Wednesday, July 18, 2007

The Waiting Game

No Economist's View, um extracto de um artigo de Paul Krugman sobre, entre outras coisas, o tempo que os doentes nos EUA esperam para serem tratados:

The claim that the uninsured can get all the care they need in emergency rooms is just the beginning. Beyond that is the myth that Americans ... lucky enough to have insurance never face long waits...

Actually, the persistence of that myth puzzles me. ...Fred Thompson ... declared recently that “the poorest Americans are getting far better service” than Canadians or the British... [H]ow can they get away with pretending that insured Americans always get prompt care...?

A recent article in Business Week put it bluntly: “In reality,... the American people are already waiting as long or longer than patients living with universal health-care systems.”...

[T]he Commonwealth Fund found that America ranks near the bottom among advanced countries in terms of how hard it is to get medical attention on short notice... [and] is the worst place ... if you need care after hours or on a weekend.

We look better when it comes to seeing a specialist or receiving elective surgery. But Germany outperforms us even on those measures...

In Canada and Britain, delays are caused by doctors trying to devote limited medical resources to the most urgent cases. In the United States, they’re often caused by insurance companies trying to save money.

This can lead to ordeals like the one recently described by Mark Kleiman, a professor at U.C.L.A., who nearly died of cancer because his insurer kept delaying approval for a necessary biopsy. ... [T]here’s no question that some Americans who seemingly have good insurance nonetheless die because insurers are trying to hold down their “medical losses” — the industry term for actually having to pay for care.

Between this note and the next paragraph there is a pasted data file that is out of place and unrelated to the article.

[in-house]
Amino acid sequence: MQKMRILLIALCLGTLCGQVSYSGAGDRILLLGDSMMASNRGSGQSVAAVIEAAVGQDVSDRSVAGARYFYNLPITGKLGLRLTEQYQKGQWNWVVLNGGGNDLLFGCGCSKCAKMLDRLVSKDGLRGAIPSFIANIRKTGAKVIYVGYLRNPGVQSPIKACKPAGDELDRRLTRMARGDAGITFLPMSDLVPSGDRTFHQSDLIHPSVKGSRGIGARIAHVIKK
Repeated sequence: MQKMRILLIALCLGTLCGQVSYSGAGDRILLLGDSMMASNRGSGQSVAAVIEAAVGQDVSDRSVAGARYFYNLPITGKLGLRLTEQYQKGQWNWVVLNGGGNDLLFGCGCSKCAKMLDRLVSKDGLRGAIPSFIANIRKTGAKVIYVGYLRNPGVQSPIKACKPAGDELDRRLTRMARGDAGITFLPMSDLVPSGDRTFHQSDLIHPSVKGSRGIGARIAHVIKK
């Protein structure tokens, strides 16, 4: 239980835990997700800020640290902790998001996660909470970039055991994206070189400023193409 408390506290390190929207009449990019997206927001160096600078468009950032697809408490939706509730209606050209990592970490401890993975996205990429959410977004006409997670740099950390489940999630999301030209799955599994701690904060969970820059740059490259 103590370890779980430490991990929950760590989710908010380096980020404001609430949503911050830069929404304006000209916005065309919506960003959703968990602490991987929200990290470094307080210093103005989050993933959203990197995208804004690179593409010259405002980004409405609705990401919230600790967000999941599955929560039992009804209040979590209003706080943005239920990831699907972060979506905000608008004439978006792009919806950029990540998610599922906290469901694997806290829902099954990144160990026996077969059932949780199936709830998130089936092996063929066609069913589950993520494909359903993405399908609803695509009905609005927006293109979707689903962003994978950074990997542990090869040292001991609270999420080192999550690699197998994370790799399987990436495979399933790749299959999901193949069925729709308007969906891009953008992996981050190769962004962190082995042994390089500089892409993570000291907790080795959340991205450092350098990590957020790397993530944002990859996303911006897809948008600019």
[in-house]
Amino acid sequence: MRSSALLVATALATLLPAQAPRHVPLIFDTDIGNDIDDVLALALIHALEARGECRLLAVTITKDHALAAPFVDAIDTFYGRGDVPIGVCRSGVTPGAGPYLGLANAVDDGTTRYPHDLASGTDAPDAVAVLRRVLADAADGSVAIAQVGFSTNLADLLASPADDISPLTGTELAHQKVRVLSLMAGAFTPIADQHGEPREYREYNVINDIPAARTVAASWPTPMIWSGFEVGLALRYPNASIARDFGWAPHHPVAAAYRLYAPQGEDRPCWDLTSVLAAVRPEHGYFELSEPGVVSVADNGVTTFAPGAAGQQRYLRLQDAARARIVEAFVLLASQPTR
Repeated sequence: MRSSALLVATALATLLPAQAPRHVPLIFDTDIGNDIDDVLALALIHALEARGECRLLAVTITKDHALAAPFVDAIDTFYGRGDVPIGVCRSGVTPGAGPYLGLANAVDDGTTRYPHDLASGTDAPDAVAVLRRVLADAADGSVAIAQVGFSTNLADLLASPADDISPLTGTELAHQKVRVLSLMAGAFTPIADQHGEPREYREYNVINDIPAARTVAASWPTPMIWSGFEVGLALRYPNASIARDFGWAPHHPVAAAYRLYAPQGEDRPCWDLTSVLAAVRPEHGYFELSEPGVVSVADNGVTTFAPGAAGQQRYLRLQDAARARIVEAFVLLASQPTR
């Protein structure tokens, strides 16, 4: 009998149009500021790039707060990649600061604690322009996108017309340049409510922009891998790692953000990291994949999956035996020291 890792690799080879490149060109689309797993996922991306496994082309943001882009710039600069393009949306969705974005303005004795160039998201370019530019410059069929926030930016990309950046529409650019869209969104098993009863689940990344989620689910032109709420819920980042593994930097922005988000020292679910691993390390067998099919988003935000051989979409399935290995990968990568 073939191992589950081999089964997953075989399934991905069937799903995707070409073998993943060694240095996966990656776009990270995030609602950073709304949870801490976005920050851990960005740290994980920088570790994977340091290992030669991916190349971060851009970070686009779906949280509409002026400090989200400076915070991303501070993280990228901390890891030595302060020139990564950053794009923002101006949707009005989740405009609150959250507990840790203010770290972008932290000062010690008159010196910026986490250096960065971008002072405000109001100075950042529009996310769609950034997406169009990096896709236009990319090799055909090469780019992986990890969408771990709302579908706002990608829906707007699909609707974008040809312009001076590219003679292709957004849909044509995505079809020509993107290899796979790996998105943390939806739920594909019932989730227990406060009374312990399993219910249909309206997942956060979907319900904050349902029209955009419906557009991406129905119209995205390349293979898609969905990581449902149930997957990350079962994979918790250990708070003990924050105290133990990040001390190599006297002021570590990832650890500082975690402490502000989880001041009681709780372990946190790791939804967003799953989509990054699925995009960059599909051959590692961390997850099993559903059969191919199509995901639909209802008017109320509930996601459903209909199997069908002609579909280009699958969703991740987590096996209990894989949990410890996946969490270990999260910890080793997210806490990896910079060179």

On the other hand, it’s true that Americans get hip replacements faster than Canadians. But there’s a funny thing about that example, which is used constantly as an argument for the superiority of private health insurance over a government-run system: the large majority of hip replacements in the United States are paid for by, um, Medicare.

That’s right: the hip-replacement gap is actually a comparison of two government health insurance systems. American Medicare has shorter waits than Canadian Medicare (yes, that’s what they call their system) because it has more lavish funding — end of story. The alleged virtues of private insurance have nothing to do with it.

The bottom line is that the opponents of universal health care appear to have run out of honest arguments. All they have left are fantasies: horror fiction about health care in other countries, and fairy tales about health care here in America.

Os leitores poderão perguntar "E o que é que isso nos interessa?". Afinal, em Portugal não há ninguém a propor um sistema de saúde de estilo norte-americano - dá-me a impressão que, mesmo os liberais portugueses o que propõem é mais o menos o mesmo que a "esquerda" norte-americana (que lá também se chamam "liberais"...) propõe (o sistema single-payer). Mas, como a respeito do Sicko apareceram montes de artigos a elogiar o actual sistema norte-americano e a criticar os sistemas europeus e canadiano...

1 comment:

Filipe Brás Almeida said...

Excelente post.